Dean of Faculty stresses vital role of bars as World Bar Conference 2016 opens

Leaders of nine bars from four continents at a reception in Parliament Hall. Photo Credit: Phoebe Grigor.

The Dean of the Faculty of Advocates, James Wolffe QC, has spoken of differences in bars from around the world, but stressed the vital role they all share in underwriting the rule of law.

In welcoming remarks at the World Bar Conference 2016, hosted by the Faculty in Edinburgh, Mr Wolffe said the member bars of the International Council of Advocates and Barristers (ICAB) came from four continents.

“We come from jurisdictions in the common law tradition and from jurisdictions, like my own, with a Civilian legal heritage. We vary in our institutional and regulatory arrangements as well as in our size. And we come from societies which differ greatly in their economic situation and in their constitutional structures,” he stated.

“Despite these differences, we are bound together by shared professional commitments – to the administration of justice and the rule of law, to independence, to professional excellence and professional integrity, and to the promotion of access to justice for all in our diverse societies.

“And we are also bound together by a shared tradition, which affirms the role of the skilled and independent advocate in securing justice, in underpinning the constitutional function of the judiciary, and in promoting the rights and freedoms under the law of all those who need that protection.”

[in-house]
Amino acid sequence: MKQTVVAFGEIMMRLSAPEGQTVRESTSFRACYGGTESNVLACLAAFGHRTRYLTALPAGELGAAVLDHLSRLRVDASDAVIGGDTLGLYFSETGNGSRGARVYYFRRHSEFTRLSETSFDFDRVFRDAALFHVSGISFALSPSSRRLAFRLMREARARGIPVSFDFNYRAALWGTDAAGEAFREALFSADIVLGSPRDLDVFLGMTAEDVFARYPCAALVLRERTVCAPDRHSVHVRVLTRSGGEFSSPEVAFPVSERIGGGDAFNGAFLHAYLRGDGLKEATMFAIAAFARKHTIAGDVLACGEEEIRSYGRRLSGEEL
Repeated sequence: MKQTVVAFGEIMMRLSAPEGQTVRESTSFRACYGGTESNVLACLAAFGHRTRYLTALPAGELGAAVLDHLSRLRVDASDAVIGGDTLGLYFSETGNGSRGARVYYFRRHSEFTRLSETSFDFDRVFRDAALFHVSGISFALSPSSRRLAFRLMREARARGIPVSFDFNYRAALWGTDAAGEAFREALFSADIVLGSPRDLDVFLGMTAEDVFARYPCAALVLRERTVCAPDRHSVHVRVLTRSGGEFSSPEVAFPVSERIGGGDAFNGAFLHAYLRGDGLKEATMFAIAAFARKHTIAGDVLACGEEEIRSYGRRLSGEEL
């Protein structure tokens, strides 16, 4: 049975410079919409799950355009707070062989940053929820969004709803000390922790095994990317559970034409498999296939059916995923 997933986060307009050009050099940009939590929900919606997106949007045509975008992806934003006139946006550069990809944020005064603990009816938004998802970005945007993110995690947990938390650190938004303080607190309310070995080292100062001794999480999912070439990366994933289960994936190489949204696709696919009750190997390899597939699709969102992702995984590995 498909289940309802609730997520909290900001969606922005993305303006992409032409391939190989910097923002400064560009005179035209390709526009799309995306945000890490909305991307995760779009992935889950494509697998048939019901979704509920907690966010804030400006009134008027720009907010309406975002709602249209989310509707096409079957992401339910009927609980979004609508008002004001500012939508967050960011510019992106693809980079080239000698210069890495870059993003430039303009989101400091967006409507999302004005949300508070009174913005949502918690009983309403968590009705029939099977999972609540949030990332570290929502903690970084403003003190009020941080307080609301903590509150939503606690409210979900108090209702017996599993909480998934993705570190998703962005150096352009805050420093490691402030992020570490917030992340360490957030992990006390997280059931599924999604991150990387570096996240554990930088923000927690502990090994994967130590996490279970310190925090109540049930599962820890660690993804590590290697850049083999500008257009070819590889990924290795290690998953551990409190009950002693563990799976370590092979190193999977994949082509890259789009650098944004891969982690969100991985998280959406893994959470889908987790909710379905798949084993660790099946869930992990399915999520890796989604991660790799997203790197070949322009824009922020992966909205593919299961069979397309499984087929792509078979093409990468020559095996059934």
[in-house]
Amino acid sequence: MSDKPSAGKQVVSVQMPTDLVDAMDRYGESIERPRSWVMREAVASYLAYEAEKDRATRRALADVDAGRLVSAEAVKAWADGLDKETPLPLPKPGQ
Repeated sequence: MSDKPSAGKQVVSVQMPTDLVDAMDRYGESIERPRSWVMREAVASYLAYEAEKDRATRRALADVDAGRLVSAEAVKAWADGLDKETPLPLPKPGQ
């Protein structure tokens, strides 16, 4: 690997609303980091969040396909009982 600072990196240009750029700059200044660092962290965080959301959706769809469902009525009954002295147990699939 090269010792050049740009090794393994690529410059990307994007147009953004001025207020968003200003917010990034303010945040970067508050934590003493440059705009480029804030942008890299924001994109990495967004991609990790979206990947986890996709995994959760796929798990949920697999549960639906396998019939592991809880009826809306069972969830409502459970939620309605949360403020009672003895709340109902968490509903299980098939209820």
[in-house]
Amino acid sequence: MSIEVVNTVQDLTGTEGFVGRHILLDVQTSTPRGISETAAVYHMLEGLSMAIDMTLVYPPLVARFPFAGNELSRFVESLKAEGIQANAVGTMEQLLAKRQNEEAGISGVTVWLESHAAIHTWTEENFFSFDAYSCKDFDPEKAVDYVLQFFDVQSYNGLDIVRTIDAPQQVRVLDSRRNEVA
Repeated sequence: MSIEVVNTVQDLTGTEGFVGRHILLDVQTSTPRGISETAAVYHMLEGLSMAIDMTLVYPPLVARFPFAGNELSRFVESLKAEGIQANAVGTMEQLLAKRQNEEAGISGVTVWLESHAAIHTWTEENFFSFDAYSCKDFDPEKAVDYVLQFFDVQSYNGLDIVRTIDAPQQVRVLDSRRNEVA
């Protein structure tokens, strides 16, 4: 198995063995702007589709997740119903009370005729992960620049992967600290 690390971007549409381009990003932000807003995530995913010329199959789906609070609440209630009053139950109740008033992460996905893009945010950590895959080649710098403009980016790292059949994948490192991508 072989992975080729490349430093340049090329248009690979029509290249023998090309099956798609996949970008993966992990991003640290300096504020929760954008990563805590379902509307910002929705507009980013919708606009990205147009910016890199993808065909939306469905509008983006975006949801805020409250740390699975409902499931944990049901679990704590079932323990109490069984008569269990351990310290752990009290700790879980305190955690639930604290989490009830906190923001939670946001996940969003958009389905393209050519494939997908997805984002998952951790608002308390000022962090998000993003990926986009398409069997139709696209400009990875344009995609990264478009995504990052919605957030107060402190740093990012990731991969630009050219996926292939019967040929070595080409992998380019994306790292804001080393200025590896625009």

Mr Wolffe said there had been challenges from various quarters, such as technological development and economic pressures, since the first ICAB conference in Edinburgh in 2002, and those would be examined during this year’s event.

He continued: “But we will also look forward, and I believe firmly that we should do so, confident in the importance of the work that we do, both as individual practitioners and collectively, and confident also in the enduring necessity of the professional commitments which we share.

“For those commitments underwrite the rule of law – which is both the framework for economic wellbeing and a necessary condition of a just society.”

Meanwhile, Roy Martin QC, a former Dean of Faculty and chair of the event said it was a particular pleasure to welcome back to Edinburgh so many of those who had attended in 2002.

“One of the principal reasons for the holding of these conferences, and the creation of ICAB, was to allow the independent referral bars of all of the jurisdictions in which there is a divided profession to promote the rule of law, the interests of justice, human rights and the independence of the judiciary, and to address the threats to these which exist throughout the world,” Mr Martin told delegates at the National Museum of Scotland.

“But these conferences are not just about the serious topics of the law and justice. They are an opportunity for those of us at the bar to renew old friendships and to make new ones…I know how valuable the existence and the fostering of such relationships can be not just for personal enjoyment but also for the advancement of our profession in each jurisdiction.”

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